While on a Fulbright Fellowship in Turkey in 1997/98, I made a series of seventeen interventions in which I photographed disused, garbage-filled Ottoman-era street fountains, cleaned them up, and rephotographed them.
Some before and after images below, and a description of the project written in 1998.
Fountain Cleaning 15
Melek Çeşmesi Sok. and Melek Hatun Camii Sok.
July 21, 1998
1:45 to 3:35 PM
Fountain Cleaning 13
Lalezar Camii Sok.
April 10, 1998
12:00 to 12:30 PM
Fountain Cleaning 10
Cüce Çeşmesi Sok.
March 9, 1998
12:40 to 1:40 PM
Fountain Cleaning 9
Sulemaniye Cad., Kirazli Mescit Sok., and Bogdogan Kemeri Cad.
February 26, 19984:15 to 4:45 PM
From December, 1997 to September, 1998, in a series of seventeen interventions in Istanbul, Turkey, I photographed garbage-filled fountains, cleaned them up, and rephotographed them.
The fountains date from soon after the Ottoman conquest of Istanbul in 1453 up to the early part of this century, and are made of elaborately-carved marble with beautiful inscriptions from the Koran and dedications to the sultans, grand viziers, and other wealthy individuals who built them. Unlike the purely ornamental fountains elsewhere in Europe, these were both decorative and functional, and were where the people of the city would get their water. Today they have almost all been shut off and are quickly being destroyed, with the brass water taps stolen for scrap metal and the marble basins filled with garbage and used as toilets.
When I began the project I was nervous about the reaction of the people in the neighborhood, but it proved to be overwhelmingly positive. As I photographed and then put on gloves, took out trash bags, and started to gather up all the garbage, people would watch for a while, then approach me and ask what I was doing and why. Almost invariably they would then thank and praise me, saying how beautiful and historic the fountain is and how bad the people of Turkey are and what a shame it is that things are so dirty and what wonderful work I am doing. The provision of water is a particularly pious act for Muslims, and though the fountains are now shut off and decaying, something of that piety clings to them still. People saw what I was doing in a quasi-religious context, as a meritorious deed, and by acknowledging it they shared in it and we could all bask in the light of my virtuous and sacrificial action.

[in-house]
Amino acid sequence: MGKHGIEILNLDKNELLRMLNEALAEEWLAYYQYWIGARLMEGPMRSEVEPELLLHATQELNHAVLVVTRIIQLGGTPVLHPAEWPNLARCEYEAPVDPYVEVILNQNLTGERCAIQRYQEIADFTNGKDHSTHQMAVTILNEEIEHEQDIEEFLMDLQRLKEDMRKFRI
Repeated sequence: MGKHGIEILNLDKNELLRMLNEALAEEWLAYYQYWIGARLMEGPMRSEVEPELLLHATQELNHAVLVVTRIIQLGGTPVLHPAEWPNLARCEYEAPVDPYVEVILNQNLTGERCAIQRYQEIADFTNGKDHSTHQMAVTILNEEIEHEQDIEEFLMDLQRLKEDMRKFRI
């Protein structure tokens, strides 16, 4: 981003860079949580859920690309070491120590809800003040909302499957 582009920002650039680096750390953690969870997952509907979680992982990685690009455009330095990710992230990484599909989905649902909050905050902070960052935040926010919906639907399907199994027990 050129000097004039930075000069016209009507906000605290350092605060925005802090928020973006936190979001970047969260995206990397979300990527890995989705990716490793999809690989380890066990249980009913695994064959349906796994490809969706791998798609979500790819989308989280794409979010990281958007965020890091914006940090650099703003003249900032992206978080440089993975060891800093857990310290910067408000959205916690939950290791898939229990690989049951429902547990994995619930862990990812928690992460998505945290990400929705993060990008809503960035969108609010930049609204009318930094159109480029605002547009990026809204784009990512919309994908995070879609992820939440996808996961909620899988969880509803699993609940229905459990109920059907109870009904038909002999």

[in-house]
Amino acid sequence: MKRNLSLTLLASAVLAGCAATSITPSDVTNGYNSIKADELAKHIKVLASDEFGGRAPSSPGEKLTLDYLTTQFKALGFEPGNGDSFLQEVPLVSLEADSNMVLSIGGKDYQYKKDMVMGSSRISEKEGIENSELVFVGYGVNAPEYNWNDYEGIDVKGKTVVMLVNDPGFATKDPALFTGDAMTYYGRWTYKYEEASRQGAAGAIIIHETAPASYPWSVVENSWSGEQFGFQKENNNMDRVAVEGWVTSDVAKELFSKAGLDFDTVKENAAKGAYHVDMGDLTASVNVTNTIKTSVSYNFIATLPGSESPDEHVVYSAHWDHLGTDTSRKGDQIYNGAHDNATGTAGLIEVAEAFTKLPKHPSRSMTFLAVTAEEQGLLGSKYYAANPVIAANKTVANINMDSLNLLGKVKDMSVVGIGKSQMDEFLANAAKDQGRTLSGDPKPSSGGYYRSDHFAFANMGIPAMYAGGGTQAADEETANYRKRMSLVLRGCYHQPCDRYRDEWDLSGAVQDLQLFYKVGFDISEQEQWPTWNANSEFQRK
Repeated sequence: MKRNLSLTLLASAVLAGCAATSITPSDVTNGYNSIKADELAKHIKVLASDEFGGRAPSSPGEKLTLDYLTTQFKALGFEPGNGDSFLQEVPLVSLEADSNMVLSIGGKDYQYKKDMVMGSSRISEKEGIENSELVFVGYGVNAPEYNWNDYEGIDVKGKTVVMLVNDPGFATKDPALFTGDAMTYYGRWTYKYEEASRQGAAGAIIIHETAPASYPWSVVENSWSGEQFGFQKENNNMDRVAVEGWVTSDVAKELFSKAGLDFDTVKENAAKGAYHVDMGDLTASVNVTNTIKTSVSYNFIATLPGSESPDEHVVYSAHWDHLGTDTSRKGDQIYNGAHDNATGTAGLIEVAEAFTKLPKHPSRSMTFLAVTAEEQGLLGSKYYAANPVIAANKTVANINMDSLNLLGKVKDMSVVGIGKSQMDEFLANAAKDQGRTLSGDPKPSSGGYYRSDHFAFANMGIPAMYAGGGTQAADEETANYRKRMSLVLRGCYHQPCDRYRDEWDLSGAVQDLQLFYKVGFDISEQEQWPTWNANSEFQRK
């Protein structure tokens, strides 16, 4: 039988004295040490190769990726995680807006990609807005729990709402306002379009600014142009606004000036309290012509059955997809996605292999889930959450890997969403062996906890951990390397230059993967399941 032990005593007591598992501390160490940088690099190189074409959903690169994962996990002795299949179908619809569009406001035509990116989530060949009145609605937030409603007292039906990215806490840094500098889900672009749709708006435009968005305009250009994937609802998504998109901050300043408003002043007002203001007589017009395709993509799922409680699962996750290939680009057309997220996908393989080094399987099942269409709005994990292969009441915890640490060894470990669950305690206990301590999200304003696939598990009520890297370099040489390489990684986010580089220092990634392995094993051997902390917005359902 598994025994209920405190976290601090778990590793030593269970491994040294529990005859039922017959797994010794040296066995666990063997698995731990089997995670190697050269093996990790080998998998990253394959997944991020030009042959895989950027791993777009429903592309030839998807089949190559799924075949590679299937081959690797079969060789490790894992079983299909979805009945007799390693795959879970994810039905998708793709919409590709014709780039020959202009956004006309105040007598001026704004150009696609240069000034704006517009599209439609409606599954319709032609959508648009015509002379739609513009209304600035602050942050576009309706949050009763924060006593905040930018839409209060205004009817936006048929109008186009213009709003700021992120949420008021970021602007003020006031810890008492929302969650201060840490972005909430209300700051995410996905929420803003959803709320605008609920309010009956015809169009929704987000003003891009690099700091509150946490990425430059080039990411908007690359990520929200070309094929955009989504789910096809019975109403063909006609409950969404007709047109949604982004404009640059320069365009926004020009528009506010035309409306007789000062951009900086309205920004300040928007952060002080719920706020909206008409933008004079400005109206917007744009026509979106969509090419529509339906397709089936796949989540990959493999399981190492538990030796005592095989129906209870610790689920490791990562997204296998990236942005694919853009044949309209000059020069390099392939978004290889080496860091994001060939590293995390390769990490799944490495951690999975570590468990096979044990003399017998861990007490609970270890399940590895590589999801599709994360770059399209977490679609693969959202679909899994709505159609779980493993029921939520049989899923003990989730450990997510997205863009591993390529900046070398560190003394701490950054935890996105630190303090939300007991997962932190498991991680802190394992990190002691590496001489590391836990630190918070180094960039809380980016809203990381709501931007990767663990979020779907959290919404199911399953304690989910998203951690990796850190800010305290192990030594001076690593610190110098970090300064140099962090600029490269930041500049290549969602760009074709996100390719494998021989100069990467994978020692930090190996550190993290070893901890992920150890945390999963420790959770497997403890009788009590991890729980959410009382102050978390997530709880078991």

But I would always come away from these interventions feeling unsettled, and I suspect that the people in the neighborhood felt the same. This disturbance was deliberate of course, and I was doing the project in order to raise these uncomfortable feelings and engage with the contradictions of living in Istanbul, but I was never sure I had the right to do it. My strongest feeling was always one of exposure – or myself to others, of myself to the place, of myself to myself – and I think the people around me shared this feeling. I would have to overcome enormous resistance whenever I would start a cleaning, and throughout my work I would be acutely aware of the profoundly contradictory nature of my actions: part reverence and respect, part criticism, frustration, and anger; part humility and part aggrandizement; part sincere hope that the fountain would stay clean, part glorying in how dirty it was and most likely would be again.
Behind all this work is an interest in memory, both physical and cultural, and the way it is erased over time by various natural and social forces. The before and after photographs are a way to bring time into play, and the activity of cleaning itself allows me to spend time at the site, to slow down and really look at and experience the fountains in a way I couldn’t otherwise. Through cleaning, the physical experience of the site can seep in. The cleaning is a way to disrupt and refocus my usual experience, to clean it, and this disruption, clarification, and recognition is what I hope to provoke in others, both through seeing me cleaning the fountains and through seeing the documentation of my work.
[Written in Fall 1998]